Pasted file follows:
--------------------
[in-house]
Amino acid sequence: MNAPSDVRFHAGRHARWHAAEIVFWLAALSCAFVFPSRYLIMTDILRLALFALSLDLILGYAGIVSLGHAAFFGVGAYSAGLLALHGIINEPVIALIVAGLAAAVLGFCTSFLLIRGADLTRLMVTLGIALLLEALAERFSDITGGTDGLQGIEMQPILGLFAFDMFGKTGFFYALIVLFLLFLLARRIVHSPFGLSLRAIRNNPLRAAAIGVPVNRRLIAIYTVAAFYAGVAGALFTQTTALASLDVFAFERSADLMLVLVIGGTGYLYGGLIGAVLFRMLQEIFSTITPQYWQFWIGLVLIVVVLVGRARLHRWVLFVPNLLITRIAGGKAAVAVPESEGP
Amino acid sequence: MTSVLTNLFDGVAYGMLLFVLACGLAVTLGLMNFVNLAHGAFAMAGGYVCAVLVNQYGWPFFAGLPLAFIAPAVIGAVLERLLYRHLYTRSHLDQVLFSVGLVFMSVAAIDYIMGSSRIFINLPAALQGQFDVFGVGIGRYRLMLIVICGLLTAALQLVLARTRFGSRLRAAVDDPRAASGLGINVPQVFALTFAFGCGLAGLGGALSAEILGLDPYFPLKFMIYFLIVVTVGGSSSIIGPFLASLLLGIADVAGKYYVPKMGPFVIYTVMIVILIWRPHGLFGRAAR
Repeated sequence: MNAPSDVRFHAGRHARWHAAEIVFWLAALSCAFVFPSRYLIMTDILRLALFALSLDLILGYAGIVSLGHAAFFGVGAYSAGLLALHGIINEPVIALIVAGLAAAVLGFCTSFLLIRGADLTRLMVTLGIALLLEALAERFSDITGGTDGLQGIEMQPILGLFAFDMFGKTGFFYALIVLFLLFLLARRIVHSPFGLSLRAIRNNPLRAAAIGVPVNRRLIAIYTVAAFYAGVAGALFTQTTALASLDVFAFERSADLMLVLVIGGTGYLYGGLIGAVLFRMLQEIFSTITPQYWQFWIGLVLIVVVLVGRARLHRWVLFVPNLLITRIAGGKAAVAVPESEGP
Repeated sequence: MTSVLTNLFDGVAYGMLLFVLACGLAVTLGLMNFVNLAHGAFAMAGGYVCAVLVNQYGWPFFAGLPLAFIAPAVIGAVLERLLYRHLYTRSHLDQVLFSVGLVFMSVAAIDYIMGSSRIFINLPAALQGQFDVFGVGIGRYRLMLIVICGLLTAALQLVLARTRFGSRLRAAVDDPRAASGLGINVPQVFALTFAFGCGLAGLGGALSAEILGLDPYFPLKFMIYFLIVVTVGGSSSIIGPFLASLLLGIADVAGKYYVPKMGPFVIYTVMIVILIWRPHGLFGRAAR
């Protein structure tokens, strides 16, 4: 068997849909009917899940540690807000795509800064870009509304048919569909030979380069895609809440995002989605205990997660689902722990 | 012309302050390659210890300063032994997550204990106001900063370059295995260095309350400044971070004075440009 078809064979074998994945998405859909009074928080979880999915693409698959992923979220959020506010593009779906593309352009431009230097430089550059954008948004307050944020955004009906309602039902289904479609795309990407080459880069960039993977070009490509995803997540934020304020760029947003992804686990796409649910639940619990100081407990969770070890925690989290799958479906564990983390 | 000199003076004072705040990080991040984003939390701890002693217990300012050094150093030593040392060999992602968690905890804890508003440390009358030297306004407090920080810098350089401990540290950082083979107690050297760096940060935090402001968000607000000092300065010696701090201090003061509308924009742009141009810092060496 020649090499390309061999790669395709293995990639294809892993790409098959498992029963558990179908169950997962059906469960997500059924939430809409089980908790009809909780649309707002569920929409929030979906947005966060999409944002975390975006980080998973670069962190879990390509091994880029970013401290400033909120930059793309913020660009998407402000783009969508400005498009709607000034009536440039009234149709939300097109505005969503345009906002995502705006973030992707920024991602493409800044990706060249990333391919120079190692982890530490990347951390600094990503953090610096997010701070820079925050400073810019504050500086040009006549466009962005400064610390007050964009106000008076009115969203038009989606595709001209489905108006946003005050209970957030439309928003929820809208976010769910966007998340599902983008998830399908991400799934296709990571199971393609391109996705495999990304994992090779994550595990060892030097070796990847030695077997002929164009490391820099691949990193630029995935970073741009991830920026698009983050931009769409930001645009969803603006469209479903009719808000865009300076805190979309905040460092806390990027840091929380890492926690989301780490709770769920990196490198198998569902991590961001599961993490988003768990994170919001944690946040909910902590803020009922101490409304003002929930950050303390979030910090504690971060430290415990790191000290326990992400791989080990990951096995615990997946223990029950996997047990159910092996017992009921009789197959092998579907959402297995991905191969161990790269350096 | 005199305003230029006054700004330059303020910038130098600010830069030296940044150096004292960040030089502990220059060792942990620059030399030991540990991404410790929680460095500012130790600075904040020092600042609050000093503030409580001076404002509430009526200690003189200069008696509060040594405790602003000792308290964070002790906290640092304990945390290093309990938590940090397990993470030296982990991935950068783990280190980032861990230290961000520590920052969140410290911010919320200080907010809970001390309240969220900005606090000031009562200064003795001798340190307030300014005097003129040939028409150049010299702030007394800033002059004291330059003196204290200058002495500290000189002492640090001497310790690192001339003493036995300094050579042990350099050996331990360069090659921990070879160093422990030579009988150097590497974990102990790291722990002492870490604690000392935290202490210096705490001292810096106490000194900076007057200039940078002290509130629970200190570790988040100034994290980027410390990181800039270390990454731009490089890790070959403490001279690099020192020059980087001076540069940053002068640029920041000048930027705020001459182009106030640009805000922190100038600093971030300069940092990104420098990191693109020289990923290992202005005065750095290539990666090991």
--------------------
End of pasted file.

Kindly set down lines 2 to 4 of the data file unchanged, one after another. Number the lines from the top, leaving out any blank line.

Amino acid sequence: MNAPSDVRFHAGRHARWHAAEIVFWLAALSCAFVFPSRYLIMTDILRLALFALSLDLILGYAGIVSLGHAAFFGVGAYSAGLLALHGIINEPVIALIVAGLAAAVLGFCTSFLLIRGADLTRLMVTLGIALLLEALAERFSDITGGTDGLQGIEMQPILGLFAFDMFGKTGFFYALIVLFLLFLLARRIVHSPFGLSLRAIRNNPLRAAAIGVPVNRRLIAIYTVAAFYAGVAGALFTQTTALASLDVFAFERSADLMLVLVIGGTGYLYGGLIGAVLFRMLQEIFSTITPQYWQFWIGLVLIVVVLVGRARLHRWVLFVPNLLITRIAGGKAAVAVPESEGP
Amino acid sequence: MTSVLTNLFDGVAYGMLLFVLACGLAVTLGLMNFVNLAHGAFAMAGGYVCAVLVNQYGWPFFAGLPLAFIAPAVIGAVLERLLYRHLYTRSHLDQVLFSVGLVFMSVAAIDYIMGSSRIFINLPAALQGQFDVFGVGIGRYRLMLIVICGLLTAALQLVLARTRFGSRLRAAVDDPRAASGLGINVPQVFALTFAFGCGLAGLGGALSAEILGLDPYFPLKFMIYFLIVVTVGGSSSIIGPFLASLLLGIADVAGKYYVPKMGPFVIYTVMIVILIWRPHGLFGRAAR
Repeated sequence: MNAPSDVRFHAGRHARWHAAEIVFWLAALSCAFVFPSRYLIMTDILRLALFALSLDLILGYAGIVSLGHAAFFGVGAYSAGLLALHGIINEPVIALIVAGLAAAVLGFCTSFLLIRGADLTRLMVTLGIALLLEALAERFSDITGGTDGLQGIEMQPILGLFAFDMFGKTGFFYALIVLFLLFLLARRIVHSPFGLSLRAIRNNPLRAAAIGVPVNRRLIAIYTVAAFYAGVAGALFTQTTALASLDVFAFERSADLMLVLVIGGTGYLYGGLIGAVLFRMLQEIFSTITPQYWQFWIGLVLIVVVLVGRARLHRWVLFVPNLLITRIAGGKAAVAVPESEGP